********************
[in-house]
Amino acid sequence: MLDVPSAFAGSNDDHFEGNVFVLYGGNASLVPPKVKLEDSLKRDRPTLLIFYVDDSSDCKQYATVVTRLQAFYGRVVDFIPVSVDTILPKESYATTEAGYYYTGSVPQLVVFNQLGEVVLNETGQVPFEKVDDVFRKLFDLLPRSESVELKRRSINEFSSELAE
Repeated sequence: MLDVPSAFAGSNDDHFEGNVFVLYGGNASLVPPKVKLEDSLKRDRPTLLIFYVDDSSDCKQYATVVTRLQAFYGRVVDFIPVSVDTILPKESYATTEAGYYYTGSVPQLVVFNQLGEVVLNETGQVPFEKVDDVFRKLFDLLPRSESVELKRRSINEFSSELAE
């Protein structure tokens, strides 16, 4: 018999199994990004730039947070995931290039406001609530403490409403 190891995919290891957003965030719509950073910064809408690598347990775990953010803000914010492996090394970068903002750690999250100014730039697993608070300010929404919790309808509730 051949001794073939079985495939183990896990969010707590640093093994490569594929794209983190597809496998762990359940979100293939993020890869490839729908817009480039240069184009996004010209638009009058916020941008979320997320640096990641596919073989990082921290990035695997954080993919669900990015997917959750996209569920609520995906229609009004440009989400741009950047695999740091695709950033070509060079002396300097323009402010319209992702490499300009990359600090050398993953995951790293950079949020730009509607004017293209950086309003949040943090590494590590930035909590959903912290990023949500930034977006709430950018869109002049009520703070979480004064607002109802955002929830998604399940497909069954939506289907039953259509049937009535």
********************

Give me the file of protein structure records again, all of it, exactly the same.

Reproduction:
[in-house]
Amino acid sequence: MLDVPSAFAGSNDDHFEGNVFVLYGGNASLVPPKVKLEDSLKRDRPTLLIFYVDDSSDCKQYATVVTRLQAFYGRVVDFIPVSVDTILPKESYATTEAGYYYTGSVPQLVVFNQLGEVVLNETGQVPFEKVDDVFRKLFDLLPRSESVELKRRSINEFSSELAE
Repeated sequence: MLDVPSAFAGSNDDHFEGNVFVLYGGNASLVPPKVKLEDSLKRDRPTLLIFYVDDSSDCKQYATVVTRLQAFYGRVVDFIPVSVDTILPKESYATTEAGYYYTGSVPQLVVFNQLGEVVLNETGQVPFEKVDDVFRKLFDLLPRSESVELKRRSINEFSSELAE
């Protein structure tokens, strides 16, 4: 018999199994990004730039947070995931290039406001609530403490409403 190891995919290891957003965030719509950073910064809408690598347990775990953010803000914010492996090394970068903002750690999250100014730039697993608070300010929404919790309808509730 051949001794073939079985495939183990896990969010707590640093093994490569594929794209983190597809496998762990359940979100293939993020890869490839729908817009480039240069184009996004010209638009009058916020941008979320997320640096990641596919073989990082921290990035695997954080993919669900990015997917959750996209569920609520995906229609009004440009989400741009950047695999740091695709950033070509060079002396300097323009402010319209992702490499300009990359600090050398993953995951790293950079949020730009509607004017293209950086309003949040943090590494590590930035909590959903912290990023949500930034977006709430950018869109002049009520703070979480004064607002109802955002929830998604399940497909069954939506289907039953259509049937009535």